Castle Rock Microwave is constantly evaluating different tools, software apps, pieces of test equipment and methods. We do this to help streamline our broadband wireless deployment and maintenance obligations. Everyone loves the allure of new toys, but few have unlimited budgets. One could easily overspend in these areas. This post should help you identify the 5 best tools for the broadband wireless technician. In addition, it should identify the right time to invest in each.
Everyone deserves the right tools at the right time. This helps you be the most effective in your job. It also ensures a successful outcome. At minimum, there is a list of necessary, non-negotiable hand tools that everyone needs. First, a full compliment of screwdrivers. You need big and small, flat and Phillips. Also, Allen wrenches, combination crescent/box wrenches and socket sets. Additionally, a full set of ratcheting wrenches. Don’t forget portable power tools, tape measure, torpedo level, lug crimpers, wire strippers, and side cutters. You’ll also need needle nose pliers, a simple CAT5e / CAT6 continuity tester, digital voltmeter, and a good compass with inclinometer. Finally, you should always include binoculars and a digital camera.
This list isn’t exhaustive. Your first installation usually dictates which tools you need the most. In addition, it’s critical to have manufacturer-recommended coax stripping and termination tools. We keep tools on hand for LMR-400 and LMR-600 as well as 1/2″ Heliax. These are the three most popular types of coax for our deployments. We also use manufacturer-recommended CAT5e and CAT6 termination tools. While these may be pricier than alternatives, they are specifically intended for the type of connectors we use from Sentinel Connector Systems.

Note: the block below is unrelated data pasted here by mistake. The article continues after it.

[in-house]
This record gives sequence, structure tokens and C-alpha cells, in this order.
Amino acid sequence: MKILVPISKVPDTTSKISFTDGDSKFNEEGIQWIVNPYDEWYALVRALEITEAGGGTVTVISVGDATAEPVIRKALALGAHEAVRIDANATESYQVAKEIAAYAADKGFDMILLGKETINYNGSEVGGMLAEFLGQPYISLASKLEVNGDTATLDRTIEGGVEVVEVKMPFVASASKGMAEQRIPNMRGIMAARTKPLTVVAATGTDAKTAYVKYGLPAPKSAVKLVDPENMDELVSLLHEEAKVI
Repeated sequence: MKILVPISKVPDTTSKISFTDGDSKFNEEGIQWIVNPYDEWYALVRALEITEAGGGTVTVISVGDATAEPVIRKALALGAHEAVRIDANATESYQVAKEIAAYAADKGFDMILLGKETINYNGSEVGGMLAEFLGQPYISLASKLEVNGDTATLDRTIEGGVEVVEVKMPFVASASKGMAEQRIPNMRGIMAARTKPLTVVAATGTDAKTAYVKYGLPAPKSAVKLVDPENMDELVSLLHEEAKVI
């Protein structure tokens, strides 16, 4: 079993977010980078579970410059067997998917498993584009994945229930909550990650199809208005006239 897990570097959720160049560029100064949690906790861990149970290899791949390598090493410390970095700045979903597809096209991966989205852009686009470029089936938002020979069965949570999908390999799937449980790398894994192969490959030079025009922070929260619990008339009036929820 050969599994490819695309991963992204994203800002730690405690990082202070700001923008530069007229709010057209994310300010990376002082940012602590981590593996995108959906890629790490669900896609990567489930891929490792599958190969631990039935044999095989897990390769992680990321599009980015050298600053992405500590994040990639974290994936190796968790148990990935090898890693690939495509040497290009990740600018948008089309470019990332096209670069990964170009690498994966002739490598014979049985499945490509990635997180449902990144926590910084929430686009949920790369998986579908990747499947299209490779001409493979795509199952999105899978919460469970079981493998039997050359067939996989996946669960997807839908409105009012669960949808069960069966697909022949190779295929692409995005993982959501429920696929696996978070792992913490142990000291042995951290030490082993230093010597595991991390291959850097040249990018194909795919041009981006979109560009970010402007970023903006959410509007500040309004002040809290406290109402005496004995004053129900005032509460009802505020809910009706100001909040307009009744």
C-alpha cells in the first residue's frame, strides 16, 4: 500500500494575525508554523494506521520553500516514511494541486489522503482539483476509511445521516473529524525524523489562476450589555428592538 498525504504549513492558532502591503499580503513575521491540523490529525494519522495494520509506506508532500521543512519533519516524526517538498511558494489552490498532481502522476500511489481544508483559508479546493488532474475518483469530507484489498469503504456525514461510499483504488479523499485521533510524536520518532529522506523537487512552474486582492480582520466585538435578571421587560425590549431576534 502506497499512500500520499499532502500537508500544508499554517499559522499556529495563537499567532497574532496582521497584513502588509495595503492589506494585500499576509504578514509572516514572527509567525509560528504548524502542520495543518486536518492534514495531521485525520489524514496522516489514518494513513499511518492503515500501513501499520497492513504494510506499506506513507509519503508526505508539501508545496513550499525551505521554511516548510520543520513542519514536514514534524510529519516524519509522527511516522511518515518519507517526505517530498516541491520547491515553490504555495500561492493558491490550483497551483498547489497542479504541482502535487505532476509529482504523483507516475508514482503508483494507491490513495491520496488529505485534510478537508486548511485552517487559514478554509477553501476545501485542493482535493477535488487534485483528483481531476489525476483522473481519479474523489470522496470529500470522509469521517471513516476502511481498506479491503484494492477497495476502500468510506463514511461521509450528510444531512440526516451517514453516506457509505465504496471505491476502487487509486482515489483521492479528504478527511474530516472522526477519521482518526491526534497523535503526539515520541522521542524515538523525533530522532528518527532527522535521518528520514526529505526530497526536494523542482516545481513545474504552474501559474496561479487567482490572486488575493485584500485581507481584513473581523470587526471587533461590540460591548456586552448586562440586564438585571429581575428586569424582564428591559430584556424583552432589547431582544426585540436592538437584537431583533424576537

We discourage the use of utility tools like knives, adjustable wrenches, vise grips, most pliers and striking tools. These items are rarely necessary and often cause damage. Use the right tool for the job, every time.
Broadband wireless radios have become more sophisticated. As such, one might think fewer pieces of test equipment are necessary. Some newer products have built-in spectrum analyzers. There are even a small number of radios with built-in bi-directional couplers and VSWR measurement capabilities.
However, if you’re like us and support a wide variety of radio products, it’s hard to count on having everything you’ll need built into the radio. As a result, we believe you need the following pieces of test equipment, listed by importance:
* Broadband power meter
* Cable and antenna analyzer
* Spectrum analyzer
* Ethernet throughput testing device
* TDM bit error rate tester